Archive for Names

Old New Street

From June Teufel Dreyer:

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Let's have Mr. and Mrs. Smith for lunch

From Charles Belov:

While restaurant hunting in the East Bay, I happened upon these dishes with the intriguing English names of "Mr and Mrs Smith" and "Boiled Omasum with Chili Pepper." Omasum turns out to be an obscure name of a variety of tripe, but I'm puzzled as to how the Smith family made it into Chinese cuisine.

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English names for Chinese babies

I first heard about Beau Jessup (founder [2015] and CEO of Special Name) and her Chinese baby-naming business a couple of years ago.  There was even a TEDx talk by her about it:

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The politics of "Maria" in Taiwan

During the last few days, there has been a huge furor over this sentence spoken publicly by the Mayor of Kaohsiung City, Han Kuo-yu (Daniel Han):

"Mǎlìyà yīxiàzi zuò wǒmen Yīngwén lǎoshī 瑪莉亞一下子做我們英文老師" ("Maria suddenly becomes our English teacher")

Newspaper articles describing the incident, which is now being referred to as the "'Mǎlìyà' shìjiàn「瑪麗亞」事件" ("'Maria' Affair"), may be found here (in Chinese, with video clip) and here (in English).

Mayor Han is notorious for his errant, flippant manner of speaking, but this instance — which he later claimed was a "joke" — quickly came back to haunt him.  To understand why this is so, we need to take into account a number of factors.

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But, will think

Zeyao Wu found this picture on Weibo:

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Copp & Cobb

I have a colleague at Penn who teaches medieval Arabic cultural history; his name is Paul Cobb.  He used to teach at the University of Chicago.

I have a friend at the University of Chicago who teaches medieval Chinese cultural history; his name is Paul Copp.  He received his PhD from nearby Princeton, which starts with a "P".

Boy, do I ever get them confused!

I mentioned this to Diana Shuheng Zhang, and she replied as follows:

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Mee Tu flavor

A tasty visual pun found on Facebook:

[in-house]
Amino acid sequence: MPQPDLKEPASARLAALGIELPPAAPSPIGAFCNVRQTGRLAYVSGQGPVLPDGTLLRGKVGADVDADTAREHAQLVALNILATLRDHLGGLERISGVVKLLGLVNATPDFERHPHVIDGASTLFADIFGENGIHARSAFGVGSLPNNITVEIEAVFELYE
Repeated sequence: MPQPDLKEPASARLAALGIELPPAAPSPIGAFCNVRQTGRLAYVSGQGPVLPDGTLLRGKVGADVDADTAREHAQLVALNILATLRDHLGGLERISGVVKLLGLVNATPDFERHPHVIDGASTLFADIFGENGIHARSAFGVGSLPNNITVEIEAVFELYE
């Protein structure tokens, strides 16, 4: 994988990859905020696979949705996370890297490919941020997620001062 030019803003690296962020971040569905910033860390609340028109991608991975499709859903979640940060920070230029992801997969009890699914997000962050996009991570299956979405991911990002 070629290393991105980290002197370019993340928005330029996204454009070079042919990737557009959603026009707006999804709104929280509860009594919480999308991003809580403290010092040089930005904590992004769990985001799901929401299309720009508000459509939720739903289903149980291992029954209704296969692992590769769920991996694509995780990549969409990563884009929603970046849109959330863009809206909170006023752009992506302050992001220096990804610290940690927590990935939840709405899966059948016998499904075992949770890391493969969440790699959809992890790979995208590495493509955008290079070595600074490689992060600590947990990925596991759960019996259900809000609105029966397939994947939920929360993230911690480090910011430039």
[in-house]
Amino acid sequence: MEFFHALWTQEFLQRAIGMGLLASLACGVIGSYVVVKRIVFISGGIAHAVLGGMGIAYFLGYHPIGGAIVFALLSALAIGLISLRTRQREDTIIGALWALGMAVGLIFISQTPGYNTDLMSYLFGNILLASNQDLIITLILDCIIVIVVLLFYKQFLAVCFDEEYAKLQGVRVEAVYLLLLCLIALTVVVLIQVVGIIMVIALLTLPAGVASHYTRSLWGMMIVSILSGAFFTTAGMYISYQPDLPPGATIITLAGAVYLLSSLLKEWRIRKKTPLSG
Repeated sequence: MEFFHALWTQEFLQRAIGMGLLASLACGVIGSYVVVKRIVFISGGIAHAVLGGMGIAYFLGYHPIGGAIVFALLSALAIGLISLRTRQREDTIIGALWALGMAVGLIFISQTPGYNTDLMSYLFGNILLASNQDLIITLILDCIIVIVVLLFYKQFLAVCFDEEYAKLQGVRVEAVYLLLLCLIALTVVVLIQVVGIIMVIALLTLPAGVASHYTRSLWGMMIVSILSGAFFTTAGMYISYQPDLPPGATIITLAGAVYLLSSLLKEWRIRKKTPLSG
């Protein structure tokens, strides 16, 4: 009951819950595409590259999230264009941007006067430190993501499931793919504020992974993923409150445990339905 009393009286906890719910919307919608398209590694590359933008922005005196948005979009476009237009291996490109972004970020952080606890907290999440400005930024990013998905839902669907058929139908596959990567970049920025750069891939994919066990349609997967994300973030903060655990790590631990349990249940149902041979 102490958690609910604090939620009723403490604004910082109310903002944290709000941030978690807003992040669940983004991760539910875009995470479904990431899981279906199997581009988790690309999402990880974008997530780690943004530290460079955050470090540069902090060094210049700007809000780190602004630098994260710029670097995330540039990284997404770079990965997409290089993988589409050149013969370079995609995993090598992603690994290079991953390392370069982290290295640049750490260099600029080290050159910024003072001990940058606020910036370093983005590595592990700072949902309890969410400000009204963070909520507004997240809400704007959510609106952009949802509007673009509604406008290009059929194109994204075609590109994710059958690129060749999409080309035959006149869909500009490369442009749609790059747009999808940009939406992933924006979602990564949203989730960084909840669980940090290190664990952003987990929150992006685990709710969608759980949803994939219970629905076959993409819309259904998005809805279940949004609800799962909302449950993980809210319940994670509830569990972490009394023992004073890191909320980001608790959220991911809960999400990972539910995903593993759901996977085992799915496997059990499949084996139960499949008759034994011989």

(originally posted by Wayne Hudson)

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Xina

Lately, since Xi Jinping made himself President for Life of the People's Republic of China, wags and wits have taken to calling the country over which he rules "Xina".

It turns out that this is the Catalan word for "China".  Curious to know how Xina is pronounced in Catalan, I looked it up on Wiktionary:

  • Balearic, Central /ˈʃi.nə/
  • Valencian /ˈt͡ʃi.na/

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Speaking of Lou Dobbs…

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X & X

Perhaps modeled on the rise of big brands like Abercrombie & Fitch, Crate & Barrel, etc. (though in our own history going back much further), but a bit different, in Asia, we have Nail & Nail, Lock & Lock, Bagel & Bagel, and so forth. Below are photographs of two shops in Asia with "X & X" names.

I should mention that the Chinese name of the first one is "rèlà shēnghuó 热辣生活" ("hot and spicy life").

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Japanese readings of Sinographic names

Eoin Cullen wrote in:

I recently learnt that although Taipei  たいぺい is generally used as the Japanese reading for Taipei 台北, NHK still uses the colonial form Taihoku たいほく.  Is this still true in 2018? Why would the national broadcaster persist in using an archaic term? To me, it seems it would be comparable to the BBC insisting on using the name Ceylon to refer to Sri Lanka.

I asked several colleagues who are specialists on Japanese what the significance of this usage might be.

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Reanalysis, Jackie Chan edition

Photograph of a high-backed chair that has gone viral on Chinese social media (as reported in this Taiwan newspaper):

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Fifth Third Bank

Wikipedia explains that the Fifth Third Bank's name "is derived from the names of both of the bank's two predecessor companies: Third National Bank and Fifth National Bank, which merged in 1908". But despite the fact that "[t]he bank operates 1,154 branches and 2,469 automated teller machines in Ohio, Kentucky, Indiana, Michigan, Illinois, Florida, Tennessee, West Virginia, Georgia, and North Carolina", I've managed to travel extensively in those states without ever encountering the name, until this building presented itself to us on our way to dinner last night in Toledo OH. The name seems odd at first but I guess it's memorable as a result.

Are there any other examples of names combining two ordinal numbers as the result of a merger, like the "Second Third Presbyterian Church"?

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